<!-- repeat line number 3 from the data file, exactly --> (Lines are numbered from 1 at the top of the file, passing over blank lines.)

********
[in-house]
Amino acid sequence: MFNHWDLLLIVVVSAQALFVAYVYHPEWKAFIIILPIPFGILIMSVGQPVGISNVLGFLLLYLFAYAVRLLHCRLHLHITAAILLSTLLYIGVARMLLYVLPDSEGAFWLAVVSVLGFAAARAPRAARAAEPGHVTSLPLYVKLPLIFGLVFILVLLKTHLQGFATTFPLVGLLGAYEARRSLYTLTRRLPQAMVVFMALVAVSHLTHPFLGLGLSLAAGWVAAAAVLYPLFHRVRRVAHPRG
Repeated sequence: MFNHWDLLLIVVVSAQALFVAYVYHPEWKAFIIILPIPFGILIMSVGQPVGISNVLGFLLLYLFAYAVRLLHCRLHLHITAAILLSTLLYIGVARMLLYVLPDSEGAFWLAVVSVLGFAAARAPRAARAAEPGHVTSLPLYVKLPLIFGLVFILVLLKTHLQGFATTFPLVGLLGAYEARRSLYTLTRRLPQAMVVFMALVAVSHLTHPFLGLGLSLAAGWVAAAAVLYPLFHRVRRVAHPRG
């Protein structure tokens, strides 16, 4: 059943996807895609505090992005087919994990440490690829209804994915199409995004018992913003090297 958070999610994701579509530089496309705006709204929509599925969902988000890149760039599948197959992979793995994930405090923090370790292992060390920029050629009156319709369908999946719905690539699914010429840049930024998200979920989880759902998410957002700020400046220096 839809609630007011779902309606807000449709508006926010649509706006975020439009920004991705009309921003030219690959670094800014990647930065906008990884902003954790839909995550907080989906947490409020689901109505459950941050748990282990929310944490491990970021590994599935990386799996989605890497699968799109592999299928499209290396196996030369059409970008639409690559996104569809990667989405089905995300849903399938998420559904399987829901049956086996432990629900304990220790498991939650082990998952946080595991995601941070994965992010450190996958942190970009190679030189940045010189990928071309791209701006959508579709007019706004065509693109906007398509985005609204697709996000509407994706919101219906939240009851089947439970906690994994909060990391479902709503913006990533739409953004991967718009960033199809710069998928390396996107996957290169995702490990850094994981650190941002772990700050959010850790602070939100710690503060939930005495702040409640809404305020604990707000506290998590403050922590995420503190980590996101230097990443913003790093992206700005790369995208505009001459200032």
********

Repeated sequence: MFNHWDLLLIVVVSAQALFVAYVYHPEWKAFIIILPIPFGILIMSVGQPVGISNVLGFLLLYLFAYAVRLLHCRLHLHITAAILLSTLLYIGVARMLLYVLPDSEGAFWLAVVSVLGFAAARAPRAARAAEPGHVTSLPLYVKLPLIFGLVFILVLLKTHLQGFATTFPLVGLLGAYEARRSLYTLTRRLPQAMVVFMALVAVSHLTHPFLGLGLSLAAGWVAAAAVLYPLFHRVRRVAHPRG